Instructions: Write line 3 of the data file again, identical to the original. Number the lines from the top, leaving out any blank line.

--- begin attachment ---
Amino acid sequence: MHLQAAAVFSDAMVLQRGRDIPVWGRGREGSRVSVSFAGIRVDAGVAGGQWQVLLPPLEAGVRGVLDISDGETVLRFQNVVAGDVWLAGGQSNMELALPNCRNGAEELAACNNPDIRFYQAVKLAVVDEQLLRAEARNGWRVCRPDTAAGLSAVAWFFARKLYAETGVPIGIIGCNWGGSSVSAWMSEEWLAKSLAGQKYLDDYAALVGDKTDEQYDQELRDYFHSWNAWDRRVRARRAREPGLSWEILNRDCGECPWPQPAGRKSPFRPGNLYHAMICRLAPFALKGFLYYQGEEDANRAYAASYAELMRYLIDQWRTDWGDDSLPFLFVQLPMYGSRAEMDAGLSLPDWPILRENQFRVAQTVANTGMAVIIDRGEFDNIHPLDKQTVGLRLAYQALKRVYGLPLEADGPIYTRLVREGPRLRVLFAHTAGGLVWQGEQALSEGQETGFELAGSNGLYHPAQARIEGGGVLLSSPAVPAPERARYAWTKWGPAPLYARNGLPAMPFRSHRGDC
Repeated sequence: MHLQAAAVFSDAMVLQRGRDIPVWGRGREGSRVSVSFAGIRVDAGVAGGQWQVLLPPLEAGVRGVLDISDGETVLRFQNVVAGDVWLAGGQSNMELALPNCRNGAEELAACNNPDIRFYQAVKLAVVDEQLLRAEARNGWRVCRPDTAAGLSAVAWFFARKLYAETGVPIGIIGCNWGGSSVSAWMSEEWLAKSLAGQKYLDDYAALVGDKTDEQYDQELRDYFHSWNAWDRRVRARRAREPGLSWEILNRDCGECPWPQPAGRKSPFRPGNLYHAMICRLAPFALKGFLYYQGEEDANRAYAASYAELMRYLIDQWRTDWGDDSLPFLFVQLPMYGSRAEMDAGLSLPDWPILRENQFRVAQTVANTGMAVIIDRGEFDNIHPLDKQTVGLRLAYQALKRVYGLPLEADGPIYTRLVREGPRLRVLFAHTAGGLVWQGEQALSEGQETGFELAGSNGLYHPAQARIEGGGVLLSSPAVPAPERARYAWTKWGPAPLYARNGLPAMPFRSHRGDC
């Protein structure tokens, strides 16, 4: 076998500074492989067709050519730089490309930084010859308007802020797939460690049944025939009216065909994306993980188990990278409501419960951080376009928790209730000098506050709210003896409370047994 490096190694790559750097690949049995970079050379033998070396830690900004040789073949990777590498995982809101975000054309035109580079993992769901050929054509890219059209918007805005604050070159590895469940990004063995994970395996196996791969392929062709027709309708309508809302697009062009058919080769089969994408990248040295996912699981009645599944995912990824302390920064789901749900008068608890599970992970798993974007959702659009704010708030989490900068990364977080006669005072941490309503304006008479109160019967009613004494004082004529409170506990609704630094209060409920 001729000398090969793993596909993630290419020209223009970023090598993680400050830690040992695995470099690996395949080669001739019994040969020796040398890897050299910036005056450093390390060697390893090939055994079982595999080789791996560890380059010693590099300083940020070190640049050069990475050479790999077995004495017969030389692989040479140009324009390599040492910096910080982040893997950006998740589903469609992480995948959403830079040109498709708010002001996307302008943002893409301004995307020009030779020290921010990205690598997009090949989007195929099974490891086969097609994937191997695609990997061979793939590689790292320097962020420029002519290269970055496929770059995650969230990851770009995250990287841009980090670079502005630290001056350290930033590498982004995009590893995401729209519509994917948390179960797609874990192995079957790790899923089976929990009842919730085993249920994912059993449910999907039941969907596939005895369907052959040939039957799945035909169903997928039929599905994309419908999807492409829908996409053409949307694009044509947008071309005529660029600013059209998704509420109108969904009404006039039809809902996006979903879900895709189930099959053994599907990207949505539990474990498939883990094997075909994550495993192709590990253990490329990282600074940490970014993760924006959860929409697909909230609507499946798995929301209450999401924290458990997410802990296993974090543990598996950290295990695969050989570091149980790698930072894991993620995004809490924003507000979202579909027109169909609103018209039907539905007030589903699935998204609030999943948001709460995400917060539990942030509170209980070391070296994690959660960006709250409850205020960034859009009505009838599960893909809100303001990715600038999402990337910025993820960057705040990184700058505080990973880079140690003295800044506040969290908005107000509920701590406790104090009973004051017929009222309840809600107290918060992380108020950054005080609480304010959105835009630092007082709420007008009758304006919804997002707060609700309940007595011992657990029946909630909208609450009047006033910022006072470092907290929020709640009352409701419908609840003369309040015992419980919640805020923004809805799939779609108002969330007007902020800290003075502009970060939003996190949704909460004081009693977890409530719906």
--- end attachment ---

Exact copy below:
């Protein structure tokens, strides 16, 4: 076998500074492989067709050519730089490309930084010859308007802020797939460690049944025939009216065909994306993980188990990278409501419960951080376009928790209730000098506050709210003896409370047994 490096190694790559750097690949049995970079050379033998070396830690900004040789073949990777590498995982809101975000054309035109580079993992769901050929054509890219059209918007805005604050070159590895469940990004063995994970395996196996791969392929062709027709309708309508809302697009062009058919080769089969994408990248040295996912699981009645599944995912990824302390920064789901749900008068608890599970992970798993974007959702659009704010708030989490900068990364977080006669005072941490309503304006008479109160019967009613004494004082004529409170506990609704630094209060409920 001729000398090969793993596909993630290419020209223009970023090598993680400050830690040992695995470099690996395949080669001739019994040969020796040398890897050299910036005056450093390390060697390893090939055994079982595999080789791996560890380059010693590099300083940020070190640049050069990475050479790999077995004495017969030389692989040479140009324009390599040492910096910080982040893997950006998740589903469609992480995948959403830079040109498709708010002001996307302008943002893409301004995307020009030779020290921010990205690598997009090949989007195929099974490891086969097609994937191997695609990997061979793939590689790292320097962020420029002519290269970055496929770059995650969230990851770009995250990287841009980090670079502005630290001056350290930033590498982004995009590893995401729209519509994917948390179960797609874990192995079957790790899923089976929990009842919730085993249920994912059993449910999907039941969907596939005895369907052959040939039957799945035909169903997928039929599905994309419908999807492409829908996409053409949307694009044509947008071309005529660029600013059209998704509420109108969904009404006039039809809902996006979903879900895709189930099959053994599907990207949505539990474990498939883990094997075909994550495993192709590990253990490329990282600074940490970014993760924006959860929409697909909230609507499946798995929301209450999401924290458990997410802990296993974090543990598996950290295990695969050989570091149980790698930072894991993620995004809490924003507000979202579909027109169909609103018209039907539905007030589903699935998204609030999943948001709460995400917060539990942030509170209980070391070296994690959660960006709250409850205020960034859009009505009838599960893909809100303001990715600038999402990337910025993820960057705040990184700058505080990973880079140690003295800044506040969290908005107000509920701590406790104090009973004051017929009222309840809600107290918060992380108020950054005080609480304010959105835009630092007082709420007008009758304006919804997002707060609700309940007595011992657990029946909630909208609450009047006033910022006072470092907290929020709640009352409701419908609840003369309040015992419980919640805020923004809805799939779609108002969330007007902020800290003075502009970060939003996190949704909460004081009693977890409530719906």